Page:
Academic journal article Folklore

The Peace Egg Book: An Anglo-Irish Chapbook Connection Discovered. (Research Article: Focus on Traditional Drama)

Academic journal article Folklore

The Peace Egg Book: An Anglo-Irish Chapbook Connection Discovered. (Research Article: Focus on Traditional Drama)

Article excerpt

Abstract

This article reports on the discovery of a copy of The Peace Egg Book, a previously unknown chapbook printed in Manchester, UK. The chapbook, which has an Irish text, is set within the contexts of printing and of the Irish community in mid-nineteenth-century Manchester. The textual links between The Peace Egg Book and the Belfast Christmas Rhime Books are analysed, as are the parallels to an Irish-influenced oral tradition set out in a manuscript of 1842. The article establishes the importance of the chapbook in linking together Irish and Lancashire traditional play chapbooks.

Introduction

Since the publication of Alex Helm's The Chapbook Mummers' Play in 1969, those studying commercially produced chapbooks containing traditional play texts have, if for no other reason than convenience, sub-divided them by title into a number of major groups--Alexander and the King of Egypt, Christmas Rhyme Books, The Peace Egg, Mumming Books, and so on (Helm 1969, 3; Preston et al. 1976a, 6). Each title mostly represents a unified group of variant texts and, conveniently, each group more or less equates with a region of the British Isles and a specific time period. Although overall these groups of chapbooks have, to a degree, common plot structures, little attention has been given to any textual relationships that may be found across the groups and, as a result, regions. [1] In October 2000, a copy of The Peace Egg Book "Printed for R. Carr, 9, Cotton-st, Ancoats, Manchester" was anonymously donated to the Osborne Collection of Early Children's Books at Toronto Public Library, [2] and is reproduced here (see Appendix 1). This edition has caused us to consider the issue of textual inter-relationships because it clearly links the Peace Egg chapbooks of Lancashire and Yorkshire with the Christmas Rhyme chapbooks of Belfast, both of which were previously seen as distinct textual traditions, and so it inevitably raises a number of questions that this paper seeks to address.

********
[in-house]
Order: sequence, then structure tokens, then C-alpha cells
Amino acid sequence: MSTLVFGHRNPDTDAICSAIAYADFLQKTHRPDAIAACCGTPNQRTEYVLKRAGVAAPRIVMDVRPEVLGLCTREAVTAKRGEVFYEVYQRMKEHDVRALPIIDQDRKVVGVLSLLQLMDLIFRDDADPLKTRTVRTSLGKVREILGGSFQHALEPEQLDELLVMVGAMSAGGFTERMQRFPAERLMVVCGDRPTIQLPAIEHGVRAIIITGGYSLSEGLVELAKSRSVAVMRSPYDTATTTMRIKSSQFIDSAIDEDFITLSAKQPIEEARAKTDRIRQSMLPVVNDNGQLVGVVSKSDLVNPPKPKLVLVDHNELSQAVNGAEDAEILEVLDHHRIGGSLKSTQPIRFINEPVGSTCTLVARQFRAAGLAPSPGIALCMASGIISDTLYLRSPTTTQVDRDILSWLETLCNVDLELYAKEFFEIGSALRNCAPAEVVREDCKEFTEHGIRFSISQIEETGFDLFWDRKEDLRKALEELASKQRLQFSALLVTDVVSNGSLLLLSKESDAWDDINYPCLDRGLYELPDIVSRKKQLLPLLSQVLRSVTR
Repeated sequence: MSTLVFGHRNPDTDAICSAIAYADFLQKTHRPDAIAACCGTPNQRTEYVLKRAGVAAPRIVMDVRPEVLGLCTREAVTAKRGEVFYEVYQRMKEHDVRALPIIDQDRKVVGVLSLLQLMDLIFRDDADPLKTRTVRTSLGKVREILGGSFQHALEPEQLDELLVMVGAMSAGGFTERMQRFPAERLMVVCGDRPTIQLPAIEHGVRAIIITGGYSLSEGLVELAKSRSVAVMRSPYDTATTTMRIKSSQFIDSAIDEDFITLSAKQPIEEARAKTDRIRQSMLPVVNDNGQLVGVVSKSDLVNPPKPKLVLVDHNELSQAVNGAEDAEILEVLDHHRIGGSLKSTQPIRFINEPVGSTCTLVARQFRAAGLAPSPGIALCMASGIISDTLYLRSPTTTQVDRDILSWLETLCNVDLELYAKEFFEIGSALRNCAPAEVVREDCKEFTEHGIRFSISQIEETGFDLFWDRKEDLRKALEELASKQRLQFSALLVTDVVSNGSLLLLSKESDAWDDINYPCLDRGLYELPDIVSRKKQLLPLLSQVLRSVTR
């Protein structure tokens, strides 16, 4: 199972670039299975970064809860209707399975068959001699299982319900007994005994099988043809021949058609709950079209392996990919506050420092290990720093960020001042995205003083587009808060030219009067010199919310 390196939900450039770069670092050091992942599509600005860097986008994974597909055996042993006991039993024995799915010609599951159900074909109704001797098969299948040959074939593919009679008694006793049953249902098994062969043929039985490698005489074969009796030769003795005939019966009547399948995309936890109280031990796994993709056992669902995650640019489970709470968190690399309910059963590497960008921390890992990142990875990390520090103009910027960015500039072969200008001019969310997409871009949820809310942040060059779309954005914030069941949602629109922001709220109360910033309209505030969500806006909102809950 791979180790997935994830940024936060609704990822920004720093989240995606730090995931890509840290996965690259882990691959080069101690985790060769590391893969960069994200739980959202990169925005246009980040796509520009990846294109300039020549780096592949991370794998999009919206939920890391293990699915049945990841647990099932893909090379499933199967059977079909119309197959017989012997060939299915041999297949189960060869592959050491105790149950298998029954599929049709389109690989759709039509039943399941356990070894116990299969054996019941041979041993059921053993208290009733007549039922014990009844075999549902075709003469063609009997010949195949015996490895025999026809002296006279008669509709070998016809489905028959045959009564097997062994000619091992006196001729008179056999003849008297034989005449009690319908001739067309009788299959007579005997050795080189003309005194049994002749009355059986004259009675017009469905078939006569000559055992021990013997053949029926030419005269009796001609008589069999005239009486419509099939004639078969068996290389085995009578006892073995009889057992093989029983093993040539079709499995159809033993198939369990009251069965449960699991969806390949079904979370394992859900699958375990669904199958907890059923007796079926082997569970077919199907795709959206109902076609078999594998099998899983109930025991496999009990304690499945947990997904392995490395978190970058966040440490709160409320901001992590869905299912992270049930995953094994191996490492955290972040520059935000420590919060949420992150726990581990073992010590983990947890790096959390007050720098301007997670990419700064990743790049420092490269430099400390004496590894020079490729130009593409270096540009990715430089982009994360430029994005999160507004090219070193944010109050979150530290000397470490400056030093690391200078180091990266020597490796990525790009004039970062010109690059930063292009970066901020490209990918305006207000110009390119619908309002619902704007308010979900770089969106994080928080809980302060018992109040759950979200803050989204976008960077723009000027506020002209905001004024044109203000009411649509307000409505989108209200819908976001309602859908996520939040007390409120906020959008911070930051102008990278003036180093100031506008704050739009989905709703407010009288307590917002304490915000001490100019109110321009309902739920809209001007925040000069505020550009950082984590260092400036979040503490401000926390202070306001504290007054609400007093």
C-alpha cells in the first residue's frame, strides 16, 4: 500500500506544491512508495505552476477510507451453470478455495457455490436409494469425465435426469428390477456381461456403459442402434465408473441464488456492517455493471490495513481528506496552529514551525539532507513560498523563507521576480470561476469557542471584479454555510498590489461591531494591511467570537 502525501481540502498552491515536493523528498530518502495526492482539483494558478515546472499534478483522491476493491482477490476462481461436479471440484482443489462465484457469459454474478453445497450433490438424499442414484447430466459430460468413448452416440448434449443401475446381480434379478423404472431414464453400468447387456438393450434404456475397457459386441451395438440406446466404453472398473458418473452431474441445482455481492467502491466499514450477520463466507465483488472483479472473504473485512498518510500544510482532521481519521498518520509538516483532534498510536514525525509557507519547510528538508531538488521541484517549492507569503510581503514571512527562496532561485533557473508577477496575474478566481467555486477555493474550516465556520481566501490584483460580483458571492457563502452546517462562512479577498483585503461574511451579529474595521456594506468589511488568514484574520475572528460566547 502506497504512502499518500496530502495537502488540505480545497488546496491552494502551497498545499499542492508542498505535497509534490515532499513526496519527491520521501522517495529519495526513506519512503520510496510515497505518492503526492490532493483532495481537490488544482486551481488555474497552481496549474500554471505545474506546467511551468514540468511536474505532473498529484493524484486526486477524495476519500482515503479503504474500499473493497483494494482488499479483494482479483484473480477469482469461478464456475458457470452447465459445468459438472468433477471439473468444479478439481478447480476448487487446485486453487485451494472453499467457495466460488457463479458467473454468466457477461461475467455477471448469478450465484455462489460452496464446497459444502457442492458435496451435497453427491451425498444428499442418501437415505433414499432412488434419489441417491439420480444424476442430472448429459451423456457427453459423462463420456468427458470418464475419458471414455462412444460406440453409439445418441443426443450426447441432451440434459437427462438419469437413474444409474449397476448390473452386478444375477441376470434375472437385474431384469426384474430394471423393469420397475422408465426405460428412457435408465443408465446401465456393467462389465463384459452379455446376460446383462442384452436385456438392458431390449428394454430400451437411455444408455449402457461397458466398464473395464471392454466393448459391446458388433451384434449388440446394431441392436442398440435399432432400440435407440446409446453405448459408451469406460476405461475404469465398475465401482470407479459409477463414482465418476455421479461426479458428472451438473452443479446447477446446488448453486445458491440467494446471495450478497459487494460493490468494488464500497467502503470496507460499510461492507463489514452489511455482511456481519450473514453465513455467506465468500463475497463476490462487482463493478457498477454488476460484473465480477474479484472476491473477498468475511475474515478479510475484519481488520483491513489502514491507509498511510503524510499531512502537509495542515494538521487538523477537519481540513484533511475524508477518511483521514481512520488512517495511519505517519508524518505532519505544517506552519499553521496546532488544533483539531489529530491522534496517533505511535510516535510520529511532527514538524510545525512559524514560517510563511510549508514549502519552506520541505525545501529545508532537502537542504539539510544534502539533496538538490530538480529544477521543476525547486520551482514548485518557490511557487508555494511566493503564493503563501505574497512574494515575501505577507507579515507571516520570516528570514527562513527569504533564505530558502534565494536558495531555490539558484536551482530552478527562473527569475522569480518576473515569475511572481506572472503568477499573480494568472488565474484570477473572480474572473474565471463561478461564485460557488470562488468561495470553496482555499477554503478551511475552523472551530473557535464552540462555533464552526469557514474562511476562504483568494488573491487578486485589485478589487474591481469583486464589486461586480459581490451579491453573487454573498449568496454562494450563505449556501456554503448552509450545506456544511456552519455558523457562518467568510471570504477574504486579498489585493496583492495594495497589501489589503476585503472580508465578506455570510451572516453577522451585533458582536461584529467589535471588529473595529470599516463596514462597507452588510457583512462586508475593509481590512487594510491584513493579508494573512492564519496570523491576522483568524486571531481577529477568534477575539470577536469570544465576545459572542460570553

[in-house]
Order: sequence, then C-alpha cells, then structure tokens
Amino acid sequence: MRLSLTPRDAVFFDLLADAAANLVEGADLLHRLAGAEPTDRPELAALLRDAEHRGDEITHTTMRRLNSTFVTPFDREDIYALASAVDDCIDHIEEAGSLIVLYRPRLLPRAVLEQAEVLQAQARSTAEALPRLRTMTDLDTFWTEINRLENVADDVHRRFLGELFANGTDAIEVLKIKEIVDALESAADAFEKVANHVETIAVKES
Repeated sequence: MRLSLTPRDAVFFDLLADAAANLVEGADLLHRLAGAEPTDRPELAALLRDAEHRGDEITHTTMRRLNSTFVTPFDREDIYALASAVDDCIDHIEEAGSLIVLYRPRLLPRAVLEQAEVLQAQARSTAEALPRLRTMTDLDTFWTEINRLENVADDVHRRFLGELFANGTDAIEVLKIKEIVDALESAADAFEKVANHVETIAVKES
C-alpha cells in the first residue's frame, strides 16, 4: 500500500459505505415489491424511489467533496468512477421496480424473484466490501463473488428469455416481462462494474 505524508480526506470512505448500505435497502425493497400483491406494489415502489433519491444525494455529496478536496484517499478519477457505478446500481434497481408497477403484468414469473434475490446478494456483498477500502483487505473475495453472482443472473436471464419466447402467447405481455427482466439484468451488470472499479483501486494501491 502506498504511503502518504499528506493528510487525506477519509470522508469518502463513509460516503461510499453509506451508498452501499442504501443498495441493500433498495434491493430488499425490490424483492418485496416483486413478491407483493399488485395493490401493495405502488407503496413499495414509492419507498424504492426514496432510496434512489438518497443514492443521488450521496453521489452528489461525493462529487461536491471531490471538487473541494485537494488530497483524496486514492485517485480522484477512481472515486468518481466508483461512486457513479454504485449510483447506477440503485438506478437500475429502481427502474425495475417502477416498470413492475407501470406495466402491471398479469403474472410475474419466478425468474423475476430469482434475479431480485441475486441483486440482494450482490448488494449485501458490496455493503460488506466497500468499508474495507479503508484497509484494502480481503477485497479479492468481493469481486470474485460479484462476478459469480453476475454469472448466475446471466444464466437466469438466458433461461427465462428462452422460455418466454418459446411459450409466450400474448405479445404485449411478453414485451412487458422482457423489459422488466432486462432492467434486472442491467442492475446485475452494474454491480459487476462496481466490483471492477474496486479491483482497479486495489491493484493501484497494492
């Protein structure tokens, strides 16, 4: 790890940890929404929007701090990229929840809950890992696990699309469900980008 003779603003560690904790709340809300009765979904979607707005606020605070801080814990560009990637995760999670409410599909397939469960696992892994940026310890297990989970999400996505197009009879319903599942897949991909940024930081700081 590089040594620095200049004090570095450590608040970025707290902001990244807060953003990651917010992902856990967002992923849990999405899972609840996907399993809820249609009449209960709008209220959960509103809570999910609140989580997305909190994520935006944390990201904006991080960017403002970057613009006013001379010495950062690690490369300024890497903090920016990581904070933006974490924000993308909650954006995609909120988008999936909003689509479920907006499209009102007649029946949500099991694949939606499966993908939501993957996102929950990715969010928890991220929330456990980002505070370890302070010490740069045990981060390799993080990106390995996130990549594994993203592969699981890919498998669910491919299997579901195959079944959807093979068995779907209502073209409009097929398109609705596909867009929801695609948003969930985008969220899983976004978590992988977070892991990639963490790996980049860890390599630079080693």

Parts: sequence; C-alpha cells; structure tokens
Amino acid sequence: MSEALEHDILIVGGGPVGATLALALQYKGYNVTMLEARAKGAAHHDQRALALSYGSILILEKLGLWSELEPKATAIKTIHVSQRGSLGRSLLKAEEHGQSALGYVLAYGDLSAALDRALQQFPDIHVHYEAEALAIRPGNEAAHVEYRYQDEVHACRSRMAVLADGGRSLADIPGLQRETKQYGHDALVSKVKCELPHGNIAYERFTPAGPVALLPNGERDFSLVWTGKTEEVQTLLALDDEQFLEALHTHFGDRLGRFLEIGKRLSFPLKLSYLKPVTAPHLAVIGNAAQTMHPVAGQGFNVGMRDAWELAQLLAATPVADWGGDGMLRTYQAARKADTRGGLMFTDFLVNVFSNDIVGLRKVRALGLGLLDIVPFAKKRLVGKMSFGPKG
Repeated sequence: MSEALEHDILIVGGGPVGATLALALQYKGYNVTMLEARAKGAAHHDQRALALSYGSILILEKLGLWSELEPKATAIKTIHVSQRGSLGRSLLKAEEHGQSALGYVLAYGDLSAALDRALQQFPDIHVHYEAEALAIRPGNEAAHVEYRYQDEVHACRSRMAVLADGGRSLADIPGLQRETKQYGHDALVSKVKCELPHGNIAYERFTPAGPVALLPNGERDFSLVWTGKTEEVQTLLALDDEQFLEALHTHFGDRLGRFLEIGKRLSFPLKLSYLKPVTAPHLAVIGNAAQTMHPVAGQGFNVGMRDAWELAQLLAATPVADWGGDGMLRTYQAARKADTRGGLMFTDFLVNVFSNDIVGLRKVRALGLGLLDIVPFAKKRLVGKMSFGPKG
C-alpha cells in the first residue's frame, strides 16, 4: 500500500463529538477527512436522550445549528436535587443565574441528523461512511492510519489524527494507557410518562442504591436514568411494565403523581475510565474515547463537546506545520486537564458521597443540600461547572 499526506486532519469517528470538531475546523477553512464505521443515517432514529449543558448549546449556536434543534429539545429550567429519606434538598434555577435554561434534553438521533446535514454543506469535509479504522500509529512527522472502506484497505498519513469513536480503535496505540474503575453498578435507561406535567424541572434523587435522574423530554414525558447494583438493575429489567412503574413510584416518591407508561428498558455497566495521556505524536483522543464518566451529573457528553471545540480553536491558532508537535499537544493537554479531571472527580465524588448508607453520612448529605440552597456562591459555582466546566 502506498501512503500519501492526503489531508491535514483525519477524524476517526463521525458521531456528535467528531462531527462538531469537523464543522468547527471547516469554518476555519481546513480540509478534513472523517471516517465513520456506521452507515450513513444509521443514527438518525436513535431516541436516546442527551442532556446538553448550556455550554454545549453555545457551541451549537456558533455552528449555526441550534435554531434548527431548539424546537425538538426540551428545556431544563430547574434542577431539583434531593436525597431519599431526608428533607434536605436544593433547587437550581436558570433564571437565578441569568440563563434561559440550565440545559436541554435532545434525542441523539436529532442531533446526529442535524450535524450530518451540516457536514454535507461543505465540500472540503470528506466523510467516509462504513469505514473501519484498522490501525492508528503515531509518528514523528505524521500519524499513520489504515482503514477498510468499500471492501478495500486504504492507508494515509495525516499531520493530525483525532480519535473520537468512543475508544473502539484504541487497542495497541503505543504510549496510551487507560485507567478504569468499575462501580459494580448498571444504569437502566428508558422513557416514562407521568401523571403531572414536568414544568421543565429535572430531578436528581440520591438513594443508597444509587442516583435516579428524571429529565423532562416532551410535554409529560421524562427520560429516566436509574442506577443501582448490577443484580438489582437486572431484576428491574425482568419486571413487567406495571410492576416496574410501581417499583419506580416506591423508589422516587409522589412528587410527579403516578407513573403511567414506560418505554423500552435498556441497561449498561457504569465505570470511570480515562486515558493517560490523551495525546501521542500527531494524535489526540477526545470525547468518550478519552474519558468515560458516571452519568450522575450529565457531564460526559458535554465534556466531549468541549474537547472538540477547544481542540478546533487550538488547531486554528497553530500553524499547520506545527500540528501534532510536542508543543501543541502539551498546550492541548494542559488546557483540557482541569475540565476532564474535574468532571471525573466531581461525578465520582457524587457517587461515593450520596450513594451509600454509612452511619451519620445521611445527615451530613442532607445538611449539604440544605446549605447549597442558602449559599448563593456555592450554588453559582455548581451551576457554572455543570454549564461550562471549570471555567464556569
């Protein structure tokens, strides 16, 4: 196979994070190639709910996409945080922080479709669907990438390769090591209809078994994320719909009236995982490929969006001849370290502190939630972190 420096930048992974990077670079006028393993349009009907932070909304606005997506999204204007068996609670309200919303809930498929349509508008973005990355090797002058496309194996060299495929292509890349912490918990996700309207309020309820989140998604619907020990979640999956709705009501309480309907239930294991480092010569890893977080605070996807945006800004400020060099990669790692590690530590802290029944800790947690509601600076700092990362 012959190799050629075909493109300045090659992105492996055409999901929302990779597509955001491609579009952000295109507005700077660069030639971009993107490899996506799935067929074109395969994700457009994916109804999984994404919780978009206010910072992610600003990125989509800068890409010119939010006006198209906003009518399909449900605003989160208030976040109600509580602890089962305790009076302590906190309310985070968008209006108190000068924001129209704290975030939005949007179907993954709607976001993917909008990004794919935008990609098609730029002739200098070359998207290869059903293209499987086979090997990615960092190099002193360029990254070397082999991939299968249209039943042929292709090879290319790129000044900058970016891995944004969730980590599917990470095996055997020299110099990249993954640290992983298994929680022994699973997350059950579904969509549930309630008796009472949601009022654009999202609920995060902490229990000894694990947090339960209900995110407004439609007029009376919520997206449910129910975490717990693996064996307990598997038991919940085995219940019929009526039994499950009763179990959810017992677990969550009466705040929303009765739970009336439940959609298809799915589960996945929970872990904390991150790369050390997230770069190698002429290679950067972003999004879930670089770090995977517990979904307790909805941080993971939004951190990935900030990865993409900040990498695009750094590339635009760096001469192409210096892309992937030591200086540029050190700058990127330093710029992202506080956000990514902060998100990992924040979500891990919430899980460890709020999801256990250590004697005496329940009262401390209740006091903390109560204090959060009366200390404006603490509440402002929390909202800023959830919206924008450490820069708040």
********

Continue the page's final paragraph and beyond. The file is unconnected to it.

Robert Carr

Robert Carr's appearance as a publisher of chapbooks in the Ancoats district of Manchester seems to have been brief, from 1835 until 1843, but during that time he was responsible for producing at least two important traditional drama chapbooks, The Peace Egg Book and an edition of The Peace Egg, or Saint George's Annual Play for the Amusement of Youth "Printed and published by R. Carr. 56, Hanover-Street, Manchester". [3] The Poor Rate Books for Ancoats shows that Carr first appears in the area in 1835, living at 9 Cotton Street in what seems to be a multi-tenanted lodging-house owned by "Jackson, Greengrocer" (Manchester Rate Books M9/40/2/114, 63). Carr remained at this address in Cotton Street until 1839 when the rate books show him as one of the tenants of John Tarr at 49 Hanover Street, Ancoats (Manchester Rate Books M9/40/2/125, 67-8; M9/40/2/126, 14). During 1840, Carr moved from 49 Hanover Street to 56 Hanover Street as a tenant in a house owned by John Drinkwater (Manchester Rate Books M9/40/2/129, 16). He remained at this address until 1843 when he left part way through the year (Manchester Rate Books M9/40/2/138, 16). We have not, so far, been able to locate Carr in Manchester after 1843.

The Poor Rate Books appear to paint a picture of a typical Ancoats resident living in a series of multi-tenanted houses, but Ancoats also had its share of small-business people, and the directories of the time place Carr in this category. The directories first list him in 1836 when he is described as "Robert Carr, juvenile bookseller, 9 Cotton Street" (Pigot 1836, 73). There is a similar entry for 1838, but here Carr is described merely as "bookseller" (Pigot 1838, 73). In the directory of 1841, Carr is listed as a bookseller but now at 49 Hanover Street (Pigot and Slater 1841, 58), and the final directory entry for him is in 1843 where he appears in the Booksellers and Stationers section as "Robert Carr (juvenile) 49 Hanover St" (Slater 1843, 11). …

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